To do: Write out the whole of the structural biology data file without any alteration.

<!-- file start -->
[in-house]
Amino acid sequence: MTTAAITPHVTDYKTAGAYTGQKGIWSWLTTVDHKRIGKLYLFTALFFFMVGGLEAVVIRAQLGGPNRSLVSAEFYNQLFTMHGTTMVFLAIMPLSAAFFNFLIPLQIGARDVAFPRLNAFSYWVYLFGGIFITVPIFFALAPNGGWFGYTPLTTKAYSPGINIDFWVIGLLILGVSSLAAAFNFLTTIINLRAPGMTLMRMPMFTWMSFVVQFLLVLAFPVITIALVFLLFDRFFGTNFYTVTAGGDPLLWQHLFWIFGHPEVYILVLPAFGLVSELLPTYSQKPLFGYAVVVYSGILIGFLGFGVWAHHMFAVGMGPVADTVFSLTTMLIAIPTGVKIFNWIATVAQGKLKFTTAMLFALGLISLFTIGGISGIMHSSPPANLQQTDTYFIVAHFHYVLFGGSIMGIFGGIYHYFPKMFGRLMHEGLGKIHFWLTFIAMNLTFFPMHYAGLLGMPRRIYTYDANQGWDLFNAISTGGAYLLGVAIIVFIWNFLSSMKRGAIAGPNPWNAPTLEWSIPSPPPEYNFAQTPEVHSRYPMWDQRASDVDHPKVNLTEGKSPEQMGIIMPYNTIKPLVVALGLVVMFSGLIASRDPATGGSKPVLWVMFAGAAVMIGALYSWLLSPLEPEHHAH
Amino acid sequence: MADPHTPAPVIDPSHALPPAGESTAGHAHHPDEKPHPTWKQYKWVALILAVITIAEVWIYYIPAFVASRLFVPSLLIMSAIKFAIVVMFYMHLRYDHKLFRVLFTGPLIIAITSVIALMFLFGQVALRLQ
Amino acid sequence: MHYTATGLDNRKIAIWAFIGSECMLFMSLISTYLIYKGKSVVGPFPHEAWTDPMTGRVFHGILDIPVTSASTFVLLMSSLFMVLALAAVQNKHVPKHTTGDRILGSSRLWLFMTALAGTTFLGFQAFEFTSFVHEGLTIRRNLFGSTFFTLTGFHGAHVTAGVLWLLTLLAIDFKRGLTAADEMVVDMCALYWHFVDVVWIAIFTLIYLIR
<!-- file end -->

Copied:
[in-house]
Amino acid sequence: MTTAAITPHVTDYKTAGAYTGQKGIWSWLTTVDHKRIGKLYLFTALFFFMVGGLEAVVIRAQLGGPNRSLVSAEFYNQLFTMHGTTMVFLAIMPLSAAFFNFLIPLQIGARDVAFPRLNAFSYWVYLFGGIFITVPIFFALAPNGGWFGYTPLTTKAYSPGINIDFWVIGLLILGVSSLAAAFNFLTTIINLRAPGMTLMRMPMFTWMSFVVQFLLVLAFPVITIALVFLLFDRFFGTNFYTVTAGGDPLLWQHLFWIFGHPEVYILVLPAFGLVSELLPTYSQKPLFGYAVVVYSGILIGFLGFGVWAHHMFAVGMGPVADTVFSLTTMLIAIPTGVKIFNWIATVAQGKLKFTTAMLFALGLISLFTIGGISGIMHSSPPANLQQTDTYFIVAHFHYVLFGGSIMGIFGGIYHYFPKMFGRLMHEGLGKIHFWLTFIAMNLTFFPMHYAGLLGMPRRIYTYDANQGWDLFNAISTGGAYLLGVAIIVFIWNFLSSMKRGAIAGPNPWNAPTLEWSIPSPPPEYNFAQTPEVHSRYPMWDQRASDVDHPKVNLTEGKSPEQMGIIMPYNTIKPLVVALGLVVMFSGLIASRDPATGGSKPVLWVMFAGAAVMIGALYSWLLSPLEPEHHAH
Amino acid sequence: MADPHTPAPVIDPSHALPPAGESTAGHAHHPDEKPHPTWKQYKWVALILAVITIAEVWIYYIPAFVASRLFVPSLLIMSAIKFAIVVMFYMHLRYDHKLFRVLFTGPLIIAITSVIALMFLFGQVALRLQ
Amino acid sequence: MHYTATGLDNRKIAIWAFIGSECMLFMSLISTYLIYKGKSVVGPFPHEAWTDPMTGRVFHGILDIPVTSASTFVLLMSSLFMVLALAAVQNKHVPKHTTGDRILGSSRLWLFMTALAGTTFLGFQAFEFTSFVHEGLTIRRNLFGSTFFTLTGFHGAHVTAGVLWLLTLLAIDFKRGLTAADEMVVDMCALYWHFVDVVWIAIFTLIYLIR